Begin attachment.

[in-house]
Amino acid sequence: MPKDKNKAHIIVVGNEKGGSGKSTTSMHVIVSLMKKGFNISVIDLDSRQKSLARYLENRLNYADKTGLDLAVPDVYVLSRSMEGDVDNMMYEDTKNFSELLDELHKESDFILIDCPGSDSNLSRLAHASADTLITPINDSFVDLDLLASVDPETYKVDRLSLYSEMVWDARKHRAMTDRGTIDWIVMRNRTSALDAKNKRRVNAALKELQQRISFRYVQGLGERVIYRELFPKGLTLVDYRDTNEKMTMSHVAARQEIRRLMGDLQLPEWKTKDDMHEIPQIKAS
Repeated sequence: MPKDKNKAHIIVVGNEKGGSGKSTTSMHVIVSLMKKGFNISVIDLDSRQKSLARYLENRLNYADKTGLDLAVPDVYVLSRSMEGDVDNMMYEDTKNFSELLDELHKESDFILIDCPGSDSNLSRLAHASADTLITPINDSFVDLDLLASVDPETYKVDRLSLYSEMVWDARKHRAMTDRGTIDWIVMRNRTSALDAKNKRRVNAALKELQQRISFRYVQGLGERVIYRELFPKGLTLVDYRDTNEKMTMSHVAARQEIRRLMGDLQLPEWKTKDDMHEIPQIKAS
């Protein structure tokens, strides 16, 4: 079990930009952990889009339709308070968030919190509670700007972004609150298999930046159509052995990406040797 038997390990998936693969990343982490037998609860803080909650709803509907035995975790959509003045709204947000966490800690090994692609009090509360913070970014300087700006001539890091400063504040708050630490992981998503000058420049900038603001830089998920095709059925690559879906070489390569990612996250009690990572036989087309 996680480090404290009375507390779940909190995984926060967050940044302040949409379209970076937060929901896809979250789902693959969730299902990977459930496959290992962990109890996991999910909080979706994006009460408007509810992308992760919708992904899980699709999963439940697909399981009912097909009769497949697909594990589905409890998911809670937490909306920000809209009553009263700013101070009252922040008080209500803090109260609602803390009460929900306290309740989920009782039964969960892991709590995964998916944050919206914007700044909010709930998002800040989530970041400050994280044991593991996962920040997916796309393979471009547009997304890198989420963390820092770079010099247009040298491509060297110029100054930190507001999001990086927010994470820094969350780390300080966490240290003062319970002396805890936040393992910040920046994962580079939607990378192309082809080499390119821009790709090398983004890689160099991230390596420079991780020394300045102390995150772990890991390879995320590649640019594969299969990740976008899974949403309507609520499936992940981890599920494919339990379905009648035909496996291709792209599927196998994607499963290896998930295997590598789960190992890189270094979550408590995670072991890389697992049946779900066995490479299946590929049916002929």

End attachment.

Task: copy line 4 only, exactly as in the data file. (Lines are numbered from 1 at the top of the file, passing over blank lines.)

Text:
């Protein structure tokens, strides 16, 4: 079990930009952990889009339709308070968030919190509670700007972004609150298999930046159509052995990406040797 038997390990998936693969990343982490037998609860803080909650709803509907035995975790959509003045709204947000966490800690090994692609009090509360913070970014300087700006001539890091400063504040708050630490992981998503000058420049900038603001830089998920095709059925690559879906070489390569990612996250009690990572036989087309 996680480090404290009375507390779940909190995984926060967050940044302040949409379209970076937060929901896809979250789902693959969730299902990977459930496959290992962990109890996991999910909080979706994006009460408007509810992308992760919708992904899980699709999963439940697909399981009912097909009769497949697909594990589905409890998911809670937490909306920000809209009553009263700013101070009252922040008080209500803090109260609602803390009460929900306290309740989920009782039964969960892991709590995964998916944050919206914007700044909010709930998002800040989530970041400050994280044991593991996962920040997916796309393979471009547009997304890198989420963390820092770079010099247009040298491509060297110029100054930190507001999001990086927010994470820094969350780390300080966490240290003062319970002396805890936040393992910040920046994962580079939607990378192309082809080499390119821009790709090398983004890689160099991230390596420079991780020394300045102390995150772990890991390879995320590649640019594969299969990740976008899974949403309507609520499936992940981890599920494919339990379905009648035909496996291709792209599927196998994607499963290896998930295997590598789960190992890189270094979550408590995670072991890389697992049946779900066995490479299946590929049916002929």